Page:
Tex Napalm And Dimi Dero

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Tex Napalm And Dimi Dero


Napalm was already playing and recording, taking whatever limited opportunities arose in his native Germany. In the early ’90s, when industry and popular eyes seemed transfixed by the so-called Seattle sound, Napalm was looking to the southern hemisphere. “Everyone else was into Seattle, but I was into the Beasts Of Bourbon, and discovered from there The Scientists and Lubricated Goat, so that was my grunge experience. I spent years trying to assemble something similar in Germany, and trying to get people into it,” Napalm says. “With that music, you can be a rock band, you can be a garage rock band, you can assimilate country and blues influences, but still have a punk appeal to it, which to my mind is almost impossible here, in the oh-so serious Europe.”

Napalm was already transposing his affection for the Beasts, the Scientists and the Birthday Party into a local setting, notwithstanding the indifference of local audiences and the dearth of suitable venues. “We always shocked people,” Napalm says. “We were noisy and trashy, and if you are playing country, people assume that you’re a comedy act, or you had to be ironic about it, which we weren’t.” When he began listening to Napalm’s music, Dero was immediately impressed. “Tex’s music can be classy, violent, groovy, dark, still he will have a kind of relaxed attitude that actually makes his songs sound quite completed and efficient,” Dero says.

Dero and Napalm’s first recorded collaboration was the Sticky Singers album on French label Beasts Records. Despite the pair’s recorded music, Dero claims he and Napalm are still not technically writing songs together – it’s all improvised in the studio. “We haven’t started to write together yet – we’ve only improvised since we’ve met!” Dero laughs. “We improvise and press the record button – that’s it. Then comes the time for arrangements and Tex writes the lyrics when they’re not totally satisfying during the improvisations.”  Napalm agrees that the pair’s collaborative process isn’t particularly scientific.  “We are always totally unprepared,” Napalm says. “I will force Dimi to start on the drums, some pattern that he has in his mind, and we just go from there.  I’ll assemble some harmonies. We’ll play it once, and decide if it’s good enough, or if there is something there, and then we record it, and that’s it.”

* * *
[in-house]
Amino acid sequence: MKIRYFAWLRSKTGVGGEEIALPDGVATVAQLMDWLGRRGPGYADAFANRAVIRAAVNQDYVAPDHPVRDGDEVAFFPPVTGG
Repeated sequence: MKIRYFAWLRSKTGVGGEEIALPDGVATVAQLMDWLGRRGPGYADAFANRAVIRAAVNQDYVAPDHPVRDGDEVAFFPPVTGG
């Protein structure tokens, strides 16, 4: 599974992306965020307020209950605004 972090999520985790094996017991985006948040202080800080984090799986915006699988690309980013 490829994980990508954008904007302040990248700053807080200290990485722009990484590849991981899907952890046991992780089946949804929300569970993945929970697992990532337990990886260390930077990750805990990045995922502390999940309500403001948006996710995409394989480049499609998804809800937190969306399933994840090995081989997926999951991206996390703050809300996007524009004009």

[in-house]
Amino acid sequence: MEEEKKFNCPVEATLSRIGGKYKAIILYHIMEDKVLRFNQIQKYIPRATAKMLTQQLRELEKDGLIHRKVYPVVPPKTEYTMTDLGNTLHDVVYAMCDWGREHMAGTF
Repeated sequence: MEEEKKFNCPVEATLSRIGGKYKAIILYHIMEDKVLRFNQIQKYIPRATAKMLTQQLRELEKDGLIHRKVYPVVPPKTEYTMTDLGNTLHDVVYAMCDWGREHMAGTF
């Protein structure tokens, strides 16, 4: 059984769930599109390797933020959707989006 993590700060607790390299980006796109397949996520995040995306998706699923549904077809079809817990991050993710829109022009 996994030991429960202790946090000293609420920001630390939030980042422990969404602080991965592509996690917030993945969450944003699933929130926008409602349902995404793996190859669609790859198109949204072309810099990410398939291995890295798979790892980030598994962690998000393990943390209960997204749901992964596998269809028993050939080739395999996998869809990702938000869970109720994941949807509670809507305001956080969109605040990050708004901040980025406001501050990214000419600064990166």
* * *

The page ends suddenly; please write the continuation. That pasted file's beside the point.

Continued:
Napalm and Dero’s latest record, Partly Animals continues the pair’s dark, brooding, almost cinematic style. “I like to have different layers to the music so that you can discover different stuff every time you listen to it – I like atmospheric music,” Napalm says. “It would be totally okay to strip it right down to the pure rock roots, just the guitar and drums and vocals, but the more interesting way is to mix it up, because on stage we have to strip it right down.”

This week Napalm arrives in Australia for his first visit (Dero has toured here on three previous occasions, both with his own band, Dimi Dero Inc, and as part of Penny Ikinger’s backing band), playing a series of gigs over a three week period. Dero had already arranged a holiday in Australia when the opportunity to play some shows with Napalm arose. “The initial plan was to come as a tourist for once, as the three previous times I went to Australia, I was always busy touring with Dimi Dero Inc and Penny Ikinger. And as it was going to be my birthday, I thought, ‘Okay, let’s go there just to party for once’,” Dero says. “And then Tex said that this time he was coming along – which I was expecting for a long time,” Dero laughs. Serendipitously, Loki Lockwood agreed to release Partly Animals on Spooky Records, and Napalm and Dero were invited perform at the tribute shows in honour of Rowland S Howard to be held in St Kilda on February 28 and March 2.  “It’s just insane! So long tourism,” Dero laughs.

For their Australian shows, Napalm and Dero will be joined by Beast Of Bourbon bass player (and former Surrealist) Brian Hooper. While Napalm is familiar with Hooper’s music, both as a member of the Beasts Of Bourbon and the Surrealists, and his solo albums, Napalm hasn’t previously met him. “Dimi was in touch with him, and Brian was staying with him in Paris. It’s an honour to have him on bass. We’re looking forward to seeing his interpretation of the songs on the record,” Napalm says.